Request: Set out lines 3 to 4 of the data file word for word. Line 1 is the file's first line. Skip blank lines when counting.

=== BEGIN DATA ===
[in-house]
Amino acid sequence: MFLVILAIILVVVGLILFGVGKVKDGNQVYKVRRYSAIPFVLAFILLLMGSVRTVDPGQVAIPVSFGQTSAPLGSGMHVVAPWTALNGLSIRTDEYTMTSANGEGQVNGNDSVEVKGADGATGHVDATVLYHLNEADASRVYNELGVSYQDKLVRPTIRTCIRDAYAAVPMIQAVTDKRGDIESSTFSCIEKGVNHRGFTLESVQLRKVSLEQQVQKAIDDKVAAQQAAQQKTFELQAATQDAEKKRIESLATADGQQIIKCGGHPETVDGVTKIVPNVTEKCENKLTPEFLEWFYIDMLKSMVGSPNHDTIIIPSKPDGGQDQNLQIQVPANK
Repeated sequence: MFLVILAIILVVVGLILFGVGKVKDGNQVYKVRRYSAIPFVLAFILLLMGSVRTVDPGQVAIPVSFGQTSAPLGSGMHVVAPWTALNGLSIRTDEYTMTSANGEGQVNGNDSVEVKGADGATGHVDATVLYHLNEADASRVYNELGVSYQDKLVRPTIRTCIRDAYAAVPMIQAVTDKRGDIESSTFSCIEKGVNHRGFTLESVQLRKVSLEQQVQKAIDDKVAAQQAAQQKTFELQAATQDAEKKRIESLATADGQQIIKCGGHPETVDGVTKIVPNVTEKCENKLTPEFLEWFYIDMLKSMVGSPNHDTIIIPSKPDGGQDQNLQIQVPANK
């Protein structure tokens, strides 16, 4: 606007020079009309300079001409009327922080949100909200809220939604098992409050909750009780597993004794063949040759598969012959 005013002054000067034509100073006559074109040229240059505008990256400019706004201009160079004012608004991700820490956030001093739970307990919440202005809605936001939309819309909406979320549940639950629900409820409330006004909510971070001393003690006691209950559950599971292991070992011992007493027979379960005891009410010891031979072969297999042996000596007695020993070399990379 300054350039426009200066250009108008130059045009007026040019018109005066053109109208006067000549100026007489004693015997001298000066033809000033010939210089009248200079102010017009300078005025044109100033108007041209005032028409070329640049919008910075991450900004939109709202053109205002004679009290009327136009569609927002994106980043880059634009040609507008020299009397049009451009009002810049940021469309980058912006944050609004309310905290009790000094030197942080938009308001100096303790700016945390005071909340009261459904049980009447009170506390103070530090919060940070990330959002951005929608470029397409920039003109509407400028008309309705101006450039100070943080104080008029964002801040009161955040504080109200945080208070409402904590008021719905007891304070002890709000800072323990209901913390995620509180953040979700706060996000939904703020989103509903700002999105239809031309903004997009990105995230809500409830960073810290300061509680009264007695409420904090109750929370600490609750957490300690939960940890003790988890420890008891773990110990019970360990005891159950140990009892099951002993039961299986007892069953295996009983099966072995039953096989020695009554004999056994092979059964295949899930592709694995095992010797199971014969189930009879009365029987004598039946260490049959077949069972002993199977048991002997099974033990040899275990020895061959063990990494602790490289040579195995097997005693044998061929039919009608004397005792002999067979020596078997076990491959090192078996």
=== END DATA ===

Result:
Repeated sequence: MFLVILAIILVVVGLILFGVGKVKDGNQVYKVRRYSAIPFVLAFILLLMGSVRTVDPGQVAIPVSFGQTSAPLGSGMHVVAPWTALNGLSIRTDEYTMTSANGEGQVNGNDSVEVKGADGATGHVDATVLYHLNEADASRVYNELGVSYQDKLVRPTIRTCIRDAYAAVPMIQAVTDKRGDIESSTFSCIEKGVNHRGFTLESVQLRKVSLEQQVQKAIDDKVAAQQAAQQKTFELQAATQDAEKKRIESLATADGQQIIKCGGHPETVDGVTKIVPNVTEKCENKLTPEFLEWFYIDMLKSMVGSPNHDTIIIPSKPDGGQDQNLQIQVPANK
């Protein structure tokens, strides 16, 4: 606007020079009309300079001409009327922080949100909200809220939604098992409050909750009780597993004794063949040759598969012959 005013002054000067034509100073006559074109040229240059505008990256400019706004201009160079004012608004991700820490956030001093739970307990919440202005809605936001939309819309909406979320549940639950629900409820409330006004909510971070001393003690006691209950559950599971292991070992011992007493027979379960005891009410010891031979072969297999042996000596007695020993070399990379 300054350039426009200066250009108008130059045009007026040019018109005066053109109208006067000549100026007489004693015997001298000066033809000033010939210089009248200079102010017009300078005025044109100033108007041209005032028409070329640049919008910075991450900004939109709202053109205002004679009290009327136009569609927002994106980043880059634009040609507008020299009397049009451009009002810049940021469309980058912006944050609004309310905290009790000094030197942080938009308001100096303790700016945390005071909340009261459904049980009447009170506390103070530090919060940070990330959002951005929608470029397409920039003109509407400028008309309705101006450039100070943080104080008029964002801040009161955040504080109200945080208070409402904590008021719905007891304070002890709000800072323990209901913390995620509180953040979700706060996000939904703020989103509903700002999105239809031309903004997009990105995230809500409830960073810290300061509680009264007695409420904090109750929370600490609750957490300690939960940890003790988890420890008891773990110990019970360990005891159950140990009892099951002993039961299986007892069953295996009983099966072995039953096989020695009554004999056994092979059964295949899930592709694995095992010797199971014969189930009879009365029987004598039946260490049959077949069972002993199977048991002997099974033990040899275990020895061959063990990494602790490289040579195995097997005693044998061929039919009608004397005792002999067979020596078997076990491959090192078996």